President Obama launched a new government partnership with businesses and philanthropic groups on Thursday aimed at keeping high-risk young men of color on the right path. Obama called it a "moral issue" for the country to help minority youth gain the education and skills they need to succeed as adults and to stay out of jail. "It doesn't take that much, but it takes more than we are doing now," Obama said. "And that's what My Brother's Keeper is about." As part of the program, Obama wants to adopt best practices from communities throughout the country where businesses and foundations are already working together to mentor young minority men. In support of the program, the Obama administration recruited several philanthropic groups — including the Annie E. Casey Foundation, The Ford Foundation and The John S. and James L. Knight Foundation — to pledge at least $200 million over the next five years to develop programs on early childhood development, parenting, school discipline reform and other critical areas. Obama noted that in the first three years of life a child born into a low-income family typically hears 30 million fewer words than a child of a well-off family. He also cited statistics that show a student who can't read at grade level by third grade is four times less likely to graduate by age 19 than a child who does read proficiently by that time. Children living in poverty are 13 times less likely to graduate on time than their wealthier peers. The president took aim at zero-tolerance policies, the practice of automatically suspending students for certain infractions. The administration last month recommended that schools discontinue the practice. Schools are twice as likely to suspend a Hispanic student and four times more likely to suspend an African-American student than they are white students. Students that are suspended even once before the ninth grade are twice as likely to drop out. "There are ways to modify bad behavior that leads to good behavior," Obama said. "We can make classrooms good places for learning for everybody without jeopardizing a child's future." The foundations have agreed to work with Obama's Cabinet secretary, Broderick Johnson, over the next 90 days to assess the effectiveness of existing public and private efforts and determine how the federal government can change its policies to support those efforts. The announcement comes in the same week as the two-year anniversary of the shooting death of Trayvon Martin, the unarmed teenager whose 2012 slaying in Florida spurred Obama to speak in personal terms about race. Trayvon's parents, as well as the parents of 17-year-old Jordan Davis, an unarmed black teen who was killed in 2012 in Jacksonville, were among those invited to the White House for the announcement. Obama also invited young men from a Chicago-based group called Becoming a Man, which he held up as group that his administration can learn from as it develops the initiative. He recalled telling them about the bad choices he made, including "getting high" and sometimes taking school less seriously than he should have. "I could see myself in these young men," Obama said. "The only difference was I grew up in an environment that was a little more forgiving." Obama has faced periodic criticism during his presidency from prominent African Americans — including scholar Cornel West and radio host Tavis Smiley — who have charged that he has spent little political capital or energy focusing on the plight of poor minority communities. But in recent weeks, the Obama administration won praise for focusing on some issues that are of great concern in minority communities. Attorney General Eric Holder called on states this month to repeal laws that strip felons of the right to vote, a penalty imposed on nearly one in 13 African Americans. Holder is also pushing Congress to eliminate mandatory minimum sentences for non-violent drug offenders and has sued Texas and North Carolina to overturn voter-identification laws that opponents say are more likely to keep minorities and the poor from voting. On Thursday, Obama received praised from African-American lawmakers and activists for launching the initiative. Rep. Elijah Cummings, D-Md., said the program could "give our young black men a fighting chance."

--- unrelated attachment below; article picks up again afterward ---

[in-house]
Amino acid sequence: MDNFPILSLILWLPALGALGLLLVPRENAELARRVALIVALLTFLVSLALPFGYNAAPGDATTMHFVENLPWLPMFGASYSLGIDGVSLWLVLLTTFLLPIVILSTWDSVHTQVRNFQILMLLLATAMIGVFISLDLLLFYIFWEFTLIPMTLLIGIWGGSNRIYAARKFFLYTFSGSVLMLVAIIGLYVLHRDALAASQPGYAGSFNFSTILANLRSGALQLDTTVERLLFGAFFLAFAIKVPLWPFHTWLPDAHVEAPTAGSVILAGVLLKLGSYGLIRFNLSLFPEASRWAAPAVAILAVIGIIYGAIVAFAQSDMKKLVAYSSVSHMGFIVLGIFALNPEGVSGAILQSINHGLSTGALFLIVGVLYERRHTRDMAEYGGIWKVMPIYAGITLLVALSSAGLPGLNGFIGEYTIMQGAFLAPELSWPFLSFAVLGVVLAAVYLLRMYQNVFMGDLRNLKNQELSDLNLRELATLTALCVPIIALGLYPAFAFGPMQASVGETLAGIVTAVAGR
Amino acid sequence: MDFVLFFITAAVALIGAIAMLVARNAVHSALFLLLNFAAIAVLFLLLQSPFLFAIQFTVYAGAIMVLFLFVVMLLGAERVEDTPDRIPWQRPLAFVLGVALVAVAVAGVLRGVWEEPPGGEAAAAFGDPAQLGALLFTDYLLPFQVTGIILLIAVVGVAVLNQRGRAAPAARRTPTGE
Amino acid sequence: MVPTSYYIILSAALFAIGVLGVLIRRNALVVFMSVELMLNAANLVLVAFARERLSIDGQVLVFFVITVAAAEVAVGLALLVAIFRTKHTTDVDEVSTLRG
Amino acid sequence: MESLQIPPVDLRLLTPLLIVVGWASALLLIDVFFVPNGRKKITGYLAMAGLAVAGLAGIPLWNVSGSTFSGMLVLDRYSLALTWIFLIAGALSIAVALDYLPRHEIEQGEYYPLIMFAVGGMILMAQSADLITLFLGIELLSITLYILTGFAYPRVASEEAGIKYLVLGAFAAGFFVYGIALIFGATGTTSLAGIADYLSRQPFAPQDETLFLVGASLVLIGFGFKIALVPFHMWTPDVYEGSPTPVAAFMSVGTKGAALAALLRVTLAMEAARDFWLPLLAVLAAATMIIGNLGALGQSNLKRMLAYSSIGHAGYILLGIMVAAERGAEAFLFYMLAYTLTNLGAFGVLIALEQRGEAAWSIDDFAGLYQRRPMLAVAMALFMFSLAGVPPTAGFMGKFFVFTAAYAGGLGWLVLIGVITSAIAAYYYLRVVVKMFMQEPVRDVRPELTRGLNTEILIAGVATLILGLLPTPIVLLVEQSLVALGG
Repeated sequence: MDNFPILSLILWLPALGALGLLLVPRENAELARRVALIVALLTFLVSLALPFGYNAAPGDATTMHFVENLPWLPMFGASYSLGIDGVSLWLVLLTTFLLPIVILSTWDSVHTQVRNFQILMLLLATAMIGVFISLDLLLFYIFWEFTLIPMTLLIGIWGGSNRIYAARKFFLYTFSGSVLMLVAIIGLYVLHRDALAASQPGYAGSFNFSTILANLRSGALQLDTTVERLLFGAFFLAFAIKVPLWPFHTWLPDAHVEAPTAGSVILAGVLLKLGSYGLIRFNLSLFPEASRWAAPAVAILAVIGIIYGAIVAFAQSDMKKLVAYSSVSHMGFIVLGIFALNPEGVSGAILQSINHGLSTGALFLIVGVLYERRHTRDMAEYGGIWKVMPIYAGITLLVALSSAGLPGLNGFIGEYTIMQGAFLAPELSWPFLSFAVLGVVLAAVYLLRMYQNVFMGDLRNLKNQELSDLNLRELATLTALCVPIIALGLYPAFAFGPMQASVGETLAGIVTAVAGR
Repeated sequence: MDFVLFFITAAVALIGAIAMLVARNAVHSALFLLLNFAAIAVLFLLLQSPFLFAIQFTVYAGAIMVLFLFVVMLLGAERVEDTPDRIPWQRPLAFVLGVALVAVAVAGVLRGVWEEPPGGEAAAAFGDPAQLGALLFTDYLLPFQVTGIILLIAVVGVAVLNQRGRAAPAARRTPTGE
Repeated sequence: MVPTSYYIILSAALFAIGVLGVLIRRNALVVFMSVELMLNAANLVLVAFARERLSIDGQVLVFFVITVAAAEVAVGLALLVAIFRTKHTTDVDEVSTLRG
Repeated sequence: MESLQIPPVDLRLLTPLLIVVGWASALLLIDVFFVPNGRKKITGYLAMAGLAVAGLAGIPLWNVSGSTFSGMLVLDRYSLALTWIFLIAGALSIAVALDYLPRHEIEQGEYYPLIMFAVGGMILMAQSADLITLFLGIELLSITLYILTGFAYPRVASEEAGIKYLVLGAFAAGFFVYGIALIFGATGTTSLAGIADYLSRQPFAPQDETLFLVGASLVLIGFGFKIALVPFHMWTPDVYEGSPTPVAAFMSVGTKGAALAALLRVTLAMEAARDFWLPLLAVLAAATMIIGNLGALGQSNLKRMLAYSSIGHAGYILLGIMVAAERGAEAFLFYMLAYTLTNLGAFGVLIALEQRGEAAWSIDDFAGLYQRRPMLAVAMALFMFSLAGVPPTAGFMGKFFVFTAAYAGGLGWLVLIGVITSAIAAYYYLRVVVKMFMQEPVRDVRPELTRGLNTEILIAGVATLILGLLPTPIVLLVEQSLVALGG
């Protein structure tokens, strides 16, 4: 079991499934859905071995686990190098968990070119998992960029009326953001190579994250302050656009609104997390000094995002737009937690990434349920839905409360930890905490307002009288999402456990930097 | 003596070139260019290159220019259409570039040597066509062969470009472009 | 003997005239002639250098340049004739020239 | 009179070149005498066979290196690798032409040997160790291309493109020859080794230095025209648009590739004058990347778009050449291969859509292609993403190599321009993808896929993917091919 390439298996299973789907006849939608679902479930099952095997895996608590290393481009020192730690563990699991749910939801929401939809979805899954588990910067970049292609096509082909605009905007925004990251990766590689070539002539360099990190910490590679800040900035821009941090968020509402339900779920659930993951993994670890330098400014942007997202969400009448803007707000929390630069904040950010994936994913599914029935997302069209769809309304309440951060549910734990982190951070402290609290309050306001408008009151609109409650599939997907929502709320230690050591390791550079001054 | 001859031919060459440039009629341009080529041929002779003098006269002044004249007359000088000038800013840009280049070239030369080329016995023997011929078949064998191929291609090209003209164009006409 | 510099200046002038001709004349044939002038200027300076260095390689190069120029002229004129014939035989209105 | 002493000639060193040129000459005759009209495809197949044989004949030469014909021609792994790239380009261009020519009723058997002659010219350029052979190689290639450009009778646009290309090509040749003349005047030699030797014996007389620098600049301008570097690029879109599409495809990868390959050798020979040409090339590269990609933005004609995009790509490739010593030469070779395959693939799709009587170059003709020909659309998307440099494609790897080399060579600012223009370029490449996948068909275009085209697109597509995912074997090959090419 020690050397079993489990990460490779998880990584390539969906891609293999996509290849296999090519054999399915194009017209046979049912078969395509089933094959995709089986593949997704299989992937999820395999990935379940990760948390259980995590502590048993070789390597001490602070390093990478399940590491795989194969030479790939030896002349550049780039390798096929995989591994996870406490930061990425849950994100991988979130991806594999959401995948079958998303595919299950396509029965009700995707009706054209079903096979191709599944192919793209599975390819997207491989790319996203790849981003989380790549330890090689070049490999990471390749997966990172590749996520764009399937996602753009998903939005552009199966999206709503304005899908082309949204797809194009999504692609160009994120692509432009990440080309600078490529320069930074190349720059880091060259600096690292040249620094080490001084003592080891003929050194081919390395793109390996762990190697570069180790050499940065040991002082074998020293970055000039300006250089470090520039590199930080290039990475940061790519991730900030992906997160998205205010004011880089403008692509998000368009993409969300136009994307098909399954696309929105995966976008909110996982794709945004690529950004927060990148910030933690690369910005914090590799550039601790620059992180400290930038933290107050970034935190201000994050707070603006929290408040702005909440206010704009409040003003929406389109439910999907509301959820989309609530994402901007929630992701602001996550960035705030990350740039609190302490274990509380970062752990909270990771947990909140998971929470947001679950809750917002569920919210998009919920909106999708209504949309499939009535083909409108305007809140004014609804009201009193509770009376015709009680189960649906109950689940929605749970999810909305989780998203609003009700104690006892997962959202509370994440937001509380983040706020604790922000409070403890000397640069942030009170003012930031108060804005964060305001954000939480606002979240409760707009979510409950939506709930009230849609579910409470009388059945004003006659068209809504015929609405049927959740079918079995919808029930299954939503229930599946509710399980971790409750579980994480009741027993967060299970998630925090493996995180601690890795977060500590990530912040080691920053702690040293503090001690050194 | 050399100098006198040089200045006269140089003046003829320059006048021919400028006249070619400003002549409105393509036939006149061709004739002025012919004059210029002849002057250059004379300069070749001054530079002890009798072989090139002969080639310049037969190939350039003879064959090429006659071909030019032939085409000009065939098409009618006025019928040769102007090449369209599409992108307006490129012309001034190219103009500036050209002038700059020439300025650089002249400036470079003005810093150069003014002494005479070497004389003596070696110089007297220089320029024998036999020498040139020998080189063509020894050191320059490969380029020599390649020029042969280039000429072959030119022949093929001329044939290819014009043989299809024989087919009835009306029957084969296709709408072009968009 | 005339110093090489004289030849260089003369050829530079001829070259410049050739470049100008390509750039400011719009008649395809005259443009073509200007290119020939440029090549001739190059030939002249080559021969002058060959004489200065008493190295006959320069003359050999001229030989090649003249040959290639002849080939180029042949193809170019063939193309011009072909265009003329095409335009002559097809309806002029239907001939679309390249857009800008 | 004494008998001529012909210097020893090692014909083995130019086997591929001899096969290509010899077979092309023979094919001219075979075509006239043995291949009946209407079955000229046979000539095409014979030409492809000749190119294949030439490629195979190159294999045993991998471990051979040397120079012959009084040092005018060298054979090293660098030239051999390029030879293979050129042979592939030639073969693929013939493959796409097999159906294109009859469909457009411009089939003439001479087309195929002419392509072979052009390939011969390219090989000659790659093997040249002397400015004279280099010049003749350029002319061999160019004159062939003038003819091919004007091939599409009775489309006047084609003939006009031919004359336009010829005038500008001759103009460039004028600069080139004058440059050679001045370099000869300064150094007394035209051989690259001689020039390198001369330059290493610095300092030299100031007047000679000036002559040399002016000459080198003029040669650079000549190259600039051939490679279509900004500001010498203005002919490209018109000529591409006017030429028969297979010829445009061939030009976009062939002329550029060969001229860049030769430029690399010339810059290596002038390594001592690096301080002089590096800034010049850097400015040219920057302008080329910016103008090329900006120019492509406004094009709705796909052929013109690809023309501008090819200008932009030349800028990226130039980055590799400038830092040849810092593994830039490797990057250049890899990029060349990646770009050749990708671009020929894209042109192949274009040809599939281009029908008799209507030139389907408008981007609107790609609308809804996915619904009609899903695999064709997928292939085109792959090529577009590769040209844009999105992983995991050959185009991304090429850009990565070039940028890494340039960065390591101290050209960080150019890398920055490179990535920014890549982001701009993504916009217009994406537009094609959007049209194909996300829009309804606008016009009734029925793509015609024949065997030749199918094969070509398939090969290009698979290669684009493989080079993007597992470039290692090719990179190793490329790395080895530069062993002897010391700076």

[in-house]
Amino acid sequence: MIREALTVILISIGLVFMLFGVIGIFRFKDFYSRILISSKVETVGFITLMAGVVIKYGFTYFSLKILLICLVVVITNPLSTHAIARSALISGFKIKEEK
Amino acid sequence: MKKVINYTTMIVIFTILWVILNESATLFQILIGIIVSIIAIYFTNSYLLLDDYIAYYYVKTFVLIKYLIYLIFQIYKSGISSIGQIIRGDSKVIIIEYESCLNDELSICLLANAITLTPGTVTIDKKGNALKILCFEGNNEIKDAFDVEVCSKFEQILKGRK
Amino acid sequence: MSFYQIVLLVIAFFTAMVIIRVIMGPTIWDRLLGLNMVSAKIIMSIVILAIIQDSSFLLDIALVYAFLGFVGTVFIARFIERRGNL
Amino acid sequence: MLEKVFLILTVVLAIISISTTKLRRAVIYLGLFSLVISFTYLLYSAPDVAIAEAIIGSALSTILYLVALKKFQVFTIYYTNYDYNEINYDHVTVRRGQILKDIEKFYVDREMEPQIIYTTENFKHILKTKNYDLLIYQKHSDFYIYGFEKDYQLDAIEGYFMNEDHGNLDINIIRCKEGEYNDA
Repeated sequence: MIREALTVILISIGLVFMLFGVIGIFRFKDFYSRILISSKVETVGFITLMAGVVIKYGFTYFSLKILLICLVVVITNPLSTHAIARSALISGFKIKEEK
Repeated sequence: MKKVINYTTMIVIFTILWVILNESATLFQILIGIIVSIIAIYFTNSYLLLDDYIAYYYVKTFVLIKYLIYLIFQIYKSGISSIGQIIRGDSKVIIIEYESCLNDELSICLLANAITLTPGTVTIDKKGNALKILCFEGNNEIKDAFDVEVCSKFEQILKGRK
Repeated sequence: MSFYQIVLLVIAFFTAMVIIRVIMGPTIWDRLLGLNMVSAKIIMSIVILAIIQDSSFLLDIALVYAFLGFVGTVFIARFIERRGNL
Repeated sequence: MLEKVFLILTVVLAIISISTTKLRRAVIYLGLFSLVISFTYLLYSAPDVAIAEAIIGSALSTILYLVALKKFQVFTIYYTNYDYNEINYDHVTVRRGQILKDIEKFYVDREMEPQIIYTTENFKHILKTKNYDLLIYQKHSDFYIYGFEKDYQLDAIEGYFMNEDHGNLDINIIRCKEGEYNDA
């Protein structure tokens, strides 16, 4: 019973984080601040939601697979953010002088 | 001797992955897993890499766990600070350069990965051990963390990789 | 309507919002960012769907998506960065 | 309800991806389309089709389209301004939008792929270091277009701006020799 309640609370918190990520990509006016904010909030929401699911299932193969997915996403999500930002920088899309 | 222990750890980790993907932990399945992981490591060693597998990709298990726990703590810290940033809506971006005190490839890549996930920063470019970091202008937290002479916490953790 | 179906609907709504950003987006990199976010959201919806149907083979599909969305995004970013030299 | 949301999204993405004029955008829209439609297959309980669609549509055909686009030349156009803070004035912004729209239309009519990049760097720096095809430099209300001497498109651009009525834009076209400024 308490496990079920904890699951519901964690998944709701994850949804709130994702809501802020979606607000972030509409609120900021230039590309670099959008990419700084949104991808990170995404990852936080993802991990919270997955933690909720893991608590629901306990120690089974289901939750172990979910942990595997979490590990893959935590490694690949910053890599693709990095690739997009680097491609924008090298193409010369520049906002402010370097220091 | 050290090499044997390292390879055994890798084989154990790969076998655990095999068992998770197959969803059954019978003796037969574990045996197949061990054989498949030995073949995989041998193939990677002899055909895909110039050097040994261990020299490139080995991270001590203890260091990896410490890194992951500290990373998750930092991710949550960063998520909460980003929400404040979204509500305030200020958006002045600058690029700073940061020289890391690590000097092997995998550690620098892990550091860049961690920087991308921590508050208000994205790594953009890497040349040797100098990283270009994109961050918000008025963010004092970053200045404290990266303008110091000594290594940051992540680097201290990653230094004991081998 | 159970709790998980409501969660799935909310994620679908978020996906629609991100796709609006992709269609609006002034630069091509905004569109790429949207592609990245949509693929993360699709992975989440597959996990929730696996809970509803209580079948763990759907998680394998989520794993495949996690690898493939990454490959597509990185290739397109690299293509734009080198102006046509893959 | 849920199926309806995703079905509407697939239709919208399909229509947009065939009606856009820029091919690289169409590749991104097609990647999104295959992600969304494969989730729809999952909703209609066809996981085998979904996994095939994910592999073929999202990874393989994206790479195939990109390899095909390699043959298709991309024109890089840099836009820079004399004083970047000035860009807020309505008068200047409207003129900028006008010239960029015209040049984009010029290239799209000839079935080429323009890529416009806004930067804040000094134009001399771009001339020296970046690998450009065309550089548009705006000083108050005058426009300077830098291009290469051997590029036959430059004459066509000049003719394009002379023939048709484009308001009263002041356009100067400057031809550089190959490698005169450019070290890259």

President Obama launched a new government partnership with businesses and philanthropic groups on Thursday aimed at keeping high-risk young men of color on the right path.